We end our tribute to Jon Stewart for his attention to books and reading as host of Comedy Central’s The Daily Show with one of our favorites. This one is not an author interview, but a segment in which Stewart quotes the “Statement of Purpose of the Boston Public Library,” perhaps the only time it’s ever been quoted on national television.
The Daily Show with Jon Stewart returns from hiatus next week. On Thursday, Stewart will interview Ta-Nehisi Coates, the author of Between the World and Me (RH/Spiegel & Grau). In his New York Times column today, “Listening to Ta-Nehisi Coates While White,” David Brooks calls the book “a mind-altering account of the black male experience. Every conscientious American should read it.”
The well-known names on books arriving next week include Ace Atkins, Alexander McCall Smith and David Rosenfelt. The only book with significant holds, however, is Kathy Reichs’ Speaking In Bones, the 18th in her Temperance Brennan series, which also is a LibraryReads pick for the month (see below).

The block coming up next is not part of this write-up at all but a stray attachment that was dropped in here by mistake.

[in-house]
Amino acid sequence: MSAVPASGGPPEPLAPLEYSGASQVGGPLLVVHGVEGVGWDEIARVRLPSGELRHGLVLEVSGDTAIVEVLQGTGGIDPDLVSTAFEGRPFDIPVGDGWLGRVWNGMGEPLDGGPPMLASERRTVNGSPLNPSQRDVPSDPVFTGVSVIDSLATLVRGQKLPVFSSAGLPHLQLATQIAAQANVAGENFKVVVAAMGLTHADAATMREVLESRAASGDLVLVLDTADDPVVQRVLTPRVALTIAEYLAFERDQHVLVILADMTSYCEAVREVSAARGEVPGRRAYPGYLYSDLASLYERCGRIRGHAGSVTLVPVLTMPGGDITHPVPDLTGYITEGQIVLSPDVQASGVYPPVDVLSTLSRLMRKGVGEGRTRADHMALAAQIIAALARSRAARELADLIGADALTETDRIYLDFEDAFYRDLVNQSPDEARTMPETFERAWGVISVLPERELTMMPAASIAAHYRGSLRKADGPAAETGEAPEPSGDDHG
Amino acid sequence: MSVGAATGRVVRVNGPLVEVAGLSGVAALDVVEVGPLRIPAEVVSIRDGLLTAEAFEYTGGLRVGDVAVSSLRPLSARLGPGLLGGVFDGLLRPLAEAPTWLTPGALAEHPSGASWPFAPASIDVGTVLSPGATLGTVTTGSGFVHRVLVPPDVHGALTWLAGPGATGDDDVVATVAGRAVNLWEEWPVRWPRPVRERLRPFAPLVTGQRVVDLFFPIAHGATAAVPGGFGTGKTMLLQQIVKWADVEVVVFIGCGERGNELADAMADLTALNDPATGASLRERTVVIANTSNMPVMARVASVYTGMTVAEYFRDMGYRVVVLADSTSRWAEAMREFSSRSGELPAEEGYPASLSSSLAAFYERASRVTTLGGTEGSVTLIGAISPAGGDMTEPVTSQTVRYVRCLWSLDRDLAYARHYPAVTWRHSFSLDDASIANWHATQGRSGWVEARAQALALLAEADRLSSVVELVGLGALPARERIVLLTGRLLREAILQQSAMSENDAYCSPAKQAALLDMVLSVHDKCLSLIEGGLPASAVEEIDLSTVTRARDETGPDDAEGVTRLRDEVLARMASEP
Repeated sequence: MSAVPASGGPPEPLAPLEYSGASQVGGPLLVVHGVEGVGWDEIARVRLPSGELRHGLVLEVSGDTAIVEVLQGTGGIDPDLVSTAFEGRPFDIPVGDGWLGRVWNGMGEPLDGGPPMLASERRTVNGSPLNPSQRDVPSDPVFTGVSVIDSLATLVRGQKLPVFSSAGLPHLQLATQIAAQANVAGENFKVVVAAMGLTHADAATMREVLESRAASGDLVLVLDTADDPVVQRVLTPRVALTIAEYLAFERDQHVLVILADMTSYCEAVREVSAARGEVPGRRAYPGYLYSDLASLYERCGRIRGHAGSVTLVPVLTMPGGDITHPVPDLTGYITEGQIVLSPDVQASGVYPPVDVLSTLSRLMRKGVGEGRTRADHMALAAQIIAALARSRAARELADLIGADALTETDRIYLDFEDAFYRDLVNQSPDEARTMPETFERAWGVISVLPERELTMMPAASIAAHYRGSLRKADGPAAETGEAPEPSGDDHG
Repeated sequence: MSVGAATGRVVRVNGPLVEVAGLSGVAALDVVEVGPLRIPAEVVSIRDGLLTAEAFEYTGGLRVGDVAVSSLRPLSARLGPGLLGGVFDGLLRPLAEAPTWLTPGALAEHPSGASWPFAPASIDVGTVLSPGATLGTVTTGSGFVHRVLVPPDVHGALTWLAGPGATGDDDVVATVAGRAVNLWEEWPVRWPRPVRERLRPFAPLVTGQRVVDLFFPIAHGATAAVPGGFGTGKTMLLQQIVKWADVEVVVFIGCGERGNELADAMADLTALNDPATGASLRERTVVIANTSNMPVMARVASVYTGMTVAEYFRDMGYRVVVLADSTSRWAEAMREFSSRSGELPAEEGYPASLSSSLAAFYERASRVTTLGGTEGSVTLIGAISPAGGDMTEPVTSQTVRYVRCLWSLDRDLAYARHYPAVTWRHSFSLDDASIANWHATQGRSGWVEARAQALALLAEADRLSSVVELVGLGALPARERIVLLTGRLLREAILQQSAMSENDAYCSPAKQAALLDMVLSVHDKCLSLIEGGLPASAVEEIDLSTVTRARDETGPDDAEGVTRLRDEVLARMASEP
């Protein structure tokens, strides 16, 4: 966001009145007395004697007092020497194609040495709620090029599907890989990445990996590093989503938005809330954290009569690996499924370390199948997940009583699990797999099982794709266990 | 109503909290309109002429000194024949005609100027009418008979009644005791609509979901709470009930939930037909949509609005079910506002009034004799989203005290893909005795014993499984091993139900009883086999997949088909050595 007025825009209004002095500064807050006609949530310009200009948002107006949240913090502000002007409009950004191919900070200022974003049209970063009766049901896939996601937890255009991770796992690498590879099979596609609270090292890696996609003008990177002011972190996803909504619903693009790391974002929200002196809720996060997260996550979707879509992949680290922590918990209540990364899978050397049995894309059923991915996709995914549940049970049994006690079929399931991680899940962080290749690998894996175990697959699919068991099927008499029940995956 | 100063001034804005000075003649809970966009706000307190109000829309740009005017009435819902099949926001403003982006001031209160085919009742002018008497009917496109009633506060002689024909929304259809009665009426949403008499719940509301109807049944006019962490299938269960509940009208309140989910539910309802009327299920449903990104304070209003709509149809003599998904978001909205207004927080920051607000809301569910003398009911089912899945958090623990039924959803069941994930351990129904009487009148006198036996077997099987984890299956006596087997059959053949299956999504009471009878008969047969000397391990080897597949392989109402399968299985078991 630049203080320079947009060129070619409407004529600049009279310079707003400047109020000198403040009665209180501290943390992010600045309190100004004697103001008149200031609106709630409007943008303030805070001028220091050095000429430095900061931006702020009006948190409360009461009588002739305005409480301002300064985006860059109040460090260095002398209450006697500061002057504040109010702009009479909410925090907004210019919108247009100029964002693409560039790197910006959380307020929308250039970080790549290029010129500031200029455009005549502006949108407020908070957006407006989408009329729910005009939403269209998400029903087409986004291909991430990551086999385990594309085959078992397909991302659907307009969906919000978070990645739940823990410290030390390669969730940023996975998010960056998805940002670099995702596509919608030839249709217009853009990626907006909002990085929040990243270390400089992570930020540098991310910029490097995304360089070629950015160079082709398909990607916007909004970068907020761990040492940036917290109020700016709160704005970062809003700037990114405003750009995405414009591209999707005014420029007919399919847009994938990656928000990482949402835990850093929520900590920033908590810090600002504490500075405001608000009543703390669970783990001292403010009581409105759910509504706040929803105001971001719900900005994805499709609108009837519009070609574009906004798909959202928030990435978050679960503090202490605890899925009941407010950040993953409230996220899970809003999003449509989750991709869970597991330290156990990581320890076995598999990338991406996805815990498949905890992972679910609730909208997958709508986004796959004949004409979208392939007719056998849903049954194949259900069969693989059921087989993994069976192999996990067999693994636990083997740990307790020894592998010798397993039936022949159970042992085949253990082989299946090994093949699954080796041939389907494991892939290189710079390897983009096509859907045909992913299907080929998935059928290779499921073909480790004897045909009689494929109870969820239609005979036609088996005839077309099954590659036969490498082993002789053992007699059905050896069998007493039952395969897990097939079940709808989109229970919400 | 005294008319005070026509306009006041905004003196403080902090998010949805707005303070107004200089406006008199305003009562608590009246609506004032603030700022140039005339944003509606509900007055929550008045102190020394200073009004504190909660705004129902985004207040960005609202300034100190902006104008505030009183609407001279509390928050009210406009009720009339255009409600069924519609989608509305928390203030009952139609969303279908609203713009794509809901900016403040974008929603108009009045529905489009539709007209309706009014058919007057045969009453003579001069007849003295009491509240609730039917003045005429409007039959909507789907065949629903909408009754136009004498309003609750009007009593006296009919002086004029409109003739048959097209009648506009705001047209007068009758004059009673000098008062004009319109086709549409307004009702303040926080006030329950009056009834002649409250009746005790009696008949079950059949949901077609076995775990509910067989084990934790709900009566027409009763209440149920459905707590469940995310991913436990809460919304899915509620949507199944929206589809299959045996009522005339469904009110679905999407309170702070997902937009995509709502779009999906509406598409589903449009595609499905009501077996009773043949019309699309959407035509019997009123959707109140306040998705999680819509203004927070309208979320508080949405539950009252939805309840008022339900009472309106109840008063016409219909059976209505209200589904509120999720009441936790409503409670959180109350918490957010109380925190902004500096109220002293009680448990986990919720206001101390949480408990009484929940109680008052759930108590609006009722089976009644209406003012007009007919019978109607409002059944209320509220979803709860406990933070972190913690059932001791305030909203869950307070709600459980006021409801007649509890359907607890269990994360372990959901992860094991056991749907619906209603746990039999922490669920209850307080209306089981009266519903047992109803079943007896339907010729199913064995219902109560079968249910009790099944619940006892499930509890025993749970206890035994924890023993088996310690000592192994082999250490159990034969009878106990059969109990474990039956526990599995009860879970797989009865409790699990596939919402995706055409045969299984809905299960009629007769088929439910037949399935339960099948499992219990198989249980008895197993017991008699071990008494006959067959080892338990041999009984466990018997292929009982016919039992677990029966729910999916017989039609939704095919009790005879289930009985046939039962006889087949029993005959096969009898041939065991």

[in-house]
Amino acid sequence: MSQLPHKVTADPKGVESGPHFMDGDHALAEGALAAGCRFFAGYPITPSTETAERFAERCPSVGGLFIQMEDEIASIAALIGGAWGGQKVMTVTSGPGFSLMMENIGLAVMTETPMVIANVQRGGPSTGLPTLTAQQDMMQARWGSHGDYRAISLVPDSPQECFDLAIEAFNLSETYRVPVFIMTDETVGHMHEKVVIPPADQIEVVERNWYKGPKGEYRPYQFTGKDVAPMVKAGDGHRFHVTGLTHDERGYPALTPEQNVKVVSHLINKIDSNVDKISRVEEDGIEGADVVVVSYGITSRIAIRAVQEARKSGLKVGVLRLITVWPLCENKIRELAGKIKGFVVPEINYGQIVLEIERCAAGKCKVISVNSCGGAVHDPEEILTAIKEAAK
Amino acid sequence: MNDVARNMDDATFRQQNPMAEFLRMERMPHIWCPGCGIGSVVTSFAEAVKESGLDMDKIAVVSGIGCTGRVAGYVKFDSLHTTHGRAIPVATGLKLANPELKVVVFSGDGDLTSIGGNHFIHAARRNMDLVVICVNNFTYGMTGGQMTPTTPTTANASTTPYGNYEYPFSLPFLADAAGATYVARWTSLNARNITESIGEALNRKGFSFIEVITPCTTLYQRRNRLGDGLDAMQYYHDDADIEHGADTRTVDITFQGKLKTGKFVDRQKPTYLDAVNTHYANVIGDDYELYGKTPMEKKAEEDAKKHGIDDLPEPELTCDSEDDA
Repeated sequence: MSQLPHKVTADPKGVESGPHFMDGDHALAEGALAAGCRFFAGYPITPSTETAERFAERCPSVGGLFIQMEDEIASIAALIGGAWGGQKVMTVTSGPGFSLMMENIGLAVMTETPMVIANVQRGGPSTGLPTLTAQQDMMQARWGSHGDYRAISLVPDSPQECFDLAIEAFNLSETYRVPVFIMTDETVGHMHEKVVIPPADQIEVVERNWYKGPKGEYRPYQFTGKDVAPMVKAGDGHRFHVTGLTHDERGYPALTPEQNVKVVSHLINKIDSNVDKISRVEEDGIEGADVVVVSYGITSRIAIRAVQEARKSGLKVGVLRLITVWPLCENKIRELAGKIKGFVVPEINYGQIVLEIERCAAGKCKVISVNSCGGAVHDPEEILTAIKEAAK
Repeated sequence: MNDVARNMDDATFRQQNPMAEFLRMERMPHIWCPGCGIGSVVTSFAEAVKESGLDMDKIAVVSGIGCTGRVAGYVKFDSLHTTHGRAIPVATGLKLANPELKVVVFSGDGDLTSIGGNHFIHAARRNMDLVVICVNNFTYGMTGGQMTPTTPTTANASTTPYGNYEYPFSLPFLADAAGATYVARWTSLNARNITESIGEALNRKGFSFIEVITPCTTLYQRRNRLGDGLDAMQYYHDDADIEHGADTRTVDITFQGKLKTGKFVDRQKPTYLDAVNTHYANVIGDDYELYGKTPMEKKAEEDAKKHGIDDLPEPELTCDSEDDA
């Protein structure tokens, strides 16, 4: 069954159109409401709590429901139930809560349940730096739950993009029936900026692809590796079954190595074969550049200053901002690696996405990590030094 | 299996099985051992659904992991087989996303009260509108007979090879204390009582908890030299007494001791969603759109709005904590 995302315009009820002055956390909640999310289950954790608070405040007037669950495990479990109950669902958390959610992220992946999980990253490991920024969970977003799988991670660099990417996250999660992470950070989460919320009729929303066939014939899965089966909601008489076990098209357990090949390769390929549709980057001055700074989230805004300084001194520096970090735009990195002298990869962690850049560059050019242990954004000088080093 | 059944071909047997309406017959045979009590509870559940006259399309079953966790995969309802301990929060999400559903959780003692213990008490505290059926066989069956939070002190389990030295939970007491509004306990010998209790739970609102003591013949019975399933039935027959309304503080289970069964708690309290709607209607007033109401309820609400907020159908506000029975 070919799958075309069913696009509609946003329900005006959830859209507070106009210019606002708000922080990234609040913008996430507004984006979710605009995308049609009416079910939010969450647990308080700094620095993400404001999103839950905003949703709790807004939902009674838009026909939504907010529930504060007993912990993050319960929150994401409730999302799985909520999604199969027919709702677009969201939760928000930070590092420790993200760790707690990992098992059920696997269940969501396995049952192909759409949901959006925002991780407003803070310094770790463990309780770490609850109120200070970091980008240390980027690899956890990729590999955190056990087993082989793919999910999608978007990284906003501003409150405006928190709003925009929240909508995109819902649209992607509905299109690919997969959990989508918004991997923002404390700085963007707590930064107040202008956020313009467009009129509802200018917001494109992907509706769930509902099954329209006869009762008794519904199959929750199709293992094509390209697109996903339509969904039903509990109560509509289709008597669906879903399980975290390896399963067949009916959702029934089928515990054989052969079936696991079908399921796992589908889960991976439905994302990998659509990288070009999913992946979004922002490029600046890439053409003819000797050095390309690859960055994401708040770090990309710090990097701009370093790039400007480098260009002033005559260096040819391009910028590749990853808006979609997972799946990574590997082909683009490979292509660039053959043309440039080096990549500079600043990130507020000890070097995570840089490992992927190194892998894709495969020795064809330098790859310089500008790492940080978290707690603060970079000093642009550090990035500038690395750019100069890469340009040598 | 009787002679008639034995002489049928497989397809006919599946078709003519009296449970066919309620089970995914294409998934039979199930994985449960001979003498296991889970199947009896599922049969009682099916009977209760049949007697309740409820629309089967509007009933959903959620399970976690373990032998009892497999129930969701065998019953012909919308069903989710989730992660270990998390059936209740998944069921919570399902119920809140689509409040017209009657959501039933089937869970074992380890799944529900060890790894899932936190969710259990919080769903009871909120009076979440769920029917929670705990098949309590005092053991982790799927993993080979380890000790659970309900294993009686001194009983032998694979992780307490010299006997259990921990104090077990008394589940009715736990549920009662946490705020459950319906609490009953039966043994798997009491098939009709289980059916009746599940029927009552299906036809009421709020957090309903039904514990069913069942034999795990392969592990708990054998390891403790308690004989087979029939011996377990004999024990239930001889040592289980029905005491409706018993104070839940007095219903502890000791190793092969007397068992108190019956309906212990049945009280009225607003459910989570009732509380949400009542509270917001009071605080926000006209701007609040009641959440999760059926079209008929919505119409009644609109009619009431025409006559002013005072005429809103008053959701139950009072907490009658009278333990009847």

The media is still focused on Go Set a Watchman — it leads the reviews in the new issues of both Entertainment Weekly (where it gets a D+, one of the lowest ratings we’ve seen. As a comparison, Fifty Shades of Grey got a B+) and People (“On its own, it is a deftly written tale about 1950s bigotry and a young woman coping with the revelation that his father is not the hero she thought he was.”) and is on the NYT web site “Books” section under the Sunday Book Review, although it doesn’t indicate when it will appear in print.
Below are some of the other titles people will be talking about next week.
The titles covered here, and several more notable titles arriving next week, are listed with ordering information and alternate formats, on our downloadable spreadsheet, EarlyWord New Title Radar, Week of 7/20/15